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Show HN: Awesome-code-reading - A curated list of high-quality codebases to read (github.com)
54 points by lucaslee 4 months ago | hide | past | web | favorite | 16 comments



I like looking at much better code bases than my own when I am considering making something. It's weird, but it really motivates me.

Here are a handful of ones that I really like (all related to gaming):

DOOM:

http://fabiensanglard.net/doom3/index.php - A great overview of it, mentioning the third game and its variants. Their whole github is pretty great. Just worth noting that many people consider Carmack's code to be some of the best in the industry. Really worth a read.

https://github.com/fabiensanglard/Doom3-for-MacOSX-

https://github.com/id-Software/DOOM

https://github.com/id-Software/DOOM-3

Monogame:

The Open Source implementation of Microsoft's XNA game dev framework. Really well loved C# code. And they keep it very clean.

https://github.com/MonoGame/MonoGame

Battle for Wesnoth:

Famous and well loved open source 4x game

https://github.com/wesnoth/wesnoth

Rogue-Likes:

There are a bunch of rogue-likes that are open source. It's a lovely look at the evolution of the genre and old school limitations. The genre as a whole is very open source friendly.

http://rephial.org/ - Angband

https://github.com/crawl/crawl - Dungeon Crawl Stone Soup

Lastly, here is a list of open source games. I would argue a huge chunk are not that nice. But there are gems in here. https://github.com/leereilly/games


Hi, thanks for sharing these games related projects. I noticed some of them are fairly large projects with tens of thousands lines of code, which is a major roadblock for many people to learn something from a large codebase. What do you look for in them? For example, do you just want to see how a particular component, like a rendering engine, is implemented? (just guessing, I know nothing about games)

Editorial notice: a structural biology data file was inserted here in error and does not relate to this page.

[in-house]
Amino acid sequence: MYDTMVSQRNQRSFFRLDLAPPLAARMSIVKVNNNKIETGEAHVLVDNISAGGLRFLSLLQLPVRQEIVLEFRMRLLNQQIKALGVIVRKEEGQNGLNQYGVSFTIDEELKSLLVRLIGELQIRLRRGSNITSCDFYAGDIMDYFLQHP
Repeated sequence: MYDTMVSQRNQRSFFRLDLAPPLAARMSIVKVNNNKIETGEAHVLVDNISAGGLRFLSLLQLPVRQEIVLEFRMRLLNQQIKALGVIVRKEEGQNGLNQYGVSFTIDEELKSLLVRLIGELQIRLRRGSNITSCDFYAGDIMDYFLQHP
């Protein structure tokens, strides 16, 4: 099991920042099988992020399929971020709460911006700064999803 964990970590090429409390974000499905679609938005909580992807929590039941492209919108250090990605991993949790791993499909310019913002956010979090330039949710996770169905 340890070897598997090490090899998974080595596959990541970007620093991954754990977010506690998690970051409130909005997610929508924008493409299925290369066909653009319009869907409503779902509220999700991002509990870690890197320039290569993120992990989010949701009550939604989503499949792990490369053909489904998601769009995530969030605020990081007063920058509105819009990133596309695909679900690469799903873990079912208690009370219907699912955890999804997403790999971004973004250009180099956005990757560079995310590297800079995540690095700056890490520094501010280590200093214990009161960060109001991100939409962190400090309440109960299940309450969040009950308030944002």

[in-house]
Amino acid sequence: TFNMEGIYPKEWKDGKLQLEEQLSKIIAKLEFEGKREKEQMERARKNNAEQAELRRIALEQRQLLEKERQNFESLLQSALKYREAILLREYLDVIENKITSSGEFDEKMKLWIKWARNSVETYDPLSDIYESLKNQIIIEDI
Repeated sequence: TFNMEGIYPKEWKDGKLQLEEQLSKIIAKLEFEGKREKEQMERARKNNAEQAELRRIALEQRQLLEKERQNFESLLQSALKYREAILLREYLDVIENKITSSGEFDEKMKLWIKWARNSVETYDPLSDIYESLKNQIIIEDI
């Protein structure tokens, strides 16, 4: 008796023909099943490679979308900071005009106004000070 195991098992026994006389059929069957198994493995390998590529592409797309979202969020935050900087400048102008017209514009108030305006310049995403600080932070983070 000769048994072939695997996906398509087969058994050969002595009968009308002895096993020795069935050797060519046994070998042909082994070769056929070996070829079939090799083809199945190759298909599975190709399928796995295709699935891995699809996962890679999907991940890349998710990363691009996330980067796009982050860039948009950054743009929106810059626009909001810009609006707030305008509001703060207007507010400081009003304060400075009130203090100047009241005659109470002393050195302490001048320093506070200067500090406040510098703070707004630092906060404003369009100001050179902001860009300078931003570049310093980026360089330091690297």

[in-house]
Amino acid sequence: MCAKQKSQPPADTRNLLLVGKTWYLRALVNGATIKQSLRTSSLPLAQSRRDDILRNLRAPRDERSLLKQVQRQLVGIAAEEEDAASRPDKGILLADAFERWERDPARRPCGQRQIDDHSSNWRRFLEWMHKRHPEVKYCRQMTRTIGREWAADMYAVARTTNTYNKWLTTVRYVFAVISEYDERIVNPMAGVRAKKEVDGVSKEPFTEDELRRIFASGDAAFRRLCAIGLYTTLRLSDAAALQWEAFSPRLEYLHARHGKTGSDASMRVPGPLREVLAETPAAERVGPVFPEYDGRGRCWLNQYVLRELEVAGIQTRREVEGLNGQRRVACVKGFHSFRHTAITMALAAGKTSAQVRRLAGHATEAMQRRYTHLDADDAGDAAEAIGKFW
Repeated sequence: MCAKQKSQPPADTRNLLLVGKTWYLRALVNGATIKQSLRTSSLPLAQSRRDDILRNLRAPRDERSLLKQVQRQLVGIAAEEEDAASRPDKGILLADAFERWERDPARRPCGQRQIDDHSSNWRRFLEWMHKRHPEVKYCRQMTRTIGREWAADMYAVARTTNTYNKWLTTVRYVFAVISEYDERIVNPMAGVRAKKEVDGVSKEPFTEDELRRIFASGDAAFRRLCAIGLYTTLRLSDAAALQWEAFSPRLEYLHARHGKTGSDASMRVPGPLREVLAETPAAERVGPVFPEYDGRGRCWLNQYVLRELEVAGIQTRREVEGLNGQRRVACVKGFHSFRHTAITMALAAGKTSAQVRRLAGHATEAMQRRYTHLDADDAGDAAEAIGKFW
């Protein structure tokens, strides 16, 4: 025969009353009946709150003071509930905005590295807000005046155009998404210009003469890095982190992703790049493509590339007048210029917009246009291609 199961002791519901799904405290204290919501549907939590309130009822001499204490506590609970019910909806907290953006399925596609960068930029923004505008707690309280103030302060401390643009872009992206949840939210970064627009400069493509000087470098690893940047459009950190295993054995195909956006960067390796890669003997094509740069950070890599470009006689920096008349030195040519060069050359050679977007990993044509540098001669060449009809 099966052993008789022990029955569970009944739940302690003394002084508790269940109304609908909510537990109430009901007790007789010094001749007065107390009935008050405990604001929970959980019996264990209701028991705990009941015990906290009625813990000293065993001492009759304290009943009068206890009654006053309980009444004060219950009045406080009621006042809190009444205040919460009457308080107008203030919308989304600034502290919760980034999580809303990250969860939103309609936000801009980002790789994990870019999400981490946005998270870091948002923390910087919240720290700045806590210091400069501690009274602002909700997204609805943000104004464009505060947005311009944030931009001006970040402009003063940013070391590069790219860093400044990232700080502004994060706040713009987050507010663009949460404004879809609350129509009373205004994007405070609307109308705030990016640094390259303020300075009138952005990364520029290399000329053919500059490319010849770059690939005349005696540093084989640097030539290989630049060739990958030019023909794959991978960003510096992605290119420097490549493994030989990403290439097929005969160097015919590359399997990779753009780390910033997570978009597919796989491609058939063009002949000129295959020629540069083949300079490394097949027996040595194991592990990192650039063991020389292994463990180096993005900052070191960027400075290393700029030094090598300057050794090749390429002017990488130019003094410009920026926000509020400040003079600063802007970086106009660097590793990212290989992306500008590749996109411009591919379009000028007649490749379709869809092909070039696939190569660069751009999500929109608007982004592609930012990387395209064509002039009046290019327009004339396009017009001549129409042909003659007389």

Thanks for checking out my project. Here is some background information.

I contributed to a few open source projects over the years, but I only focused on solving the problem I had, either a bug I wanted to fix or a feature I wanted to add. Once my issue was resolved, I didn't really care much about the rest of the project. I found it was less of a learning opportunity.

That's why I created this project to really track down the codebases that you can read from start to finish and learn how they are designed and implemented. Currently it only lists a few codebases that I actually have read. They are mostly small-size projects. I'd like to hear advice on how to approach and learn from a large project.


You need one for Lua - the Lua sources themselves.

Also, LuaJIT.


For sure, heard a lot of good things about the Lua source code. I just checked Lua source code quick. It looks well documented, and the size of the project is very manageable. Added to my todo list. Thanks for the recommendation.


I like this idea. I run a news letter[0] and we have a sections call `Code to read`. People love it.

That's being said, your repository probably end up on my next issue :).

---

[0] https://betterdev.link


Thank you! I just subscribed to your newsletter. I especially like the "code to read" section. Checked several past issues and props to you for the consistency there.


I curated a similar list of codebases from HN comments here

https://medium.com/@012parth/what-source-code-is-worth-study...


Thanks for the link. The list is solid. I have seen them being talked about many times in various threads here. Bookmarked.


How do you go about reading codebases? I once fired up a debugger to go through ExpressJS and I learned some things from it. At the same time I wonder how I can do it efficiently.


No Python?...seriously? I'm still learning so I don't have any clout to throw around concerning a good Python code-base. Any suggestions?


Check out peter norvig’s python code



I've personally gone through a lot of the django codebase. It's got a lot inside it, and is pretty easy to understand!!!

Bottle can be read from end to end, and one can understand how it works internally fairly quickly.


Hi, thanks for checking it out. I am sure there are a lot good python projects, but this project just gets started and hopefully we can get some good nominations on python projects. PR welcome :)


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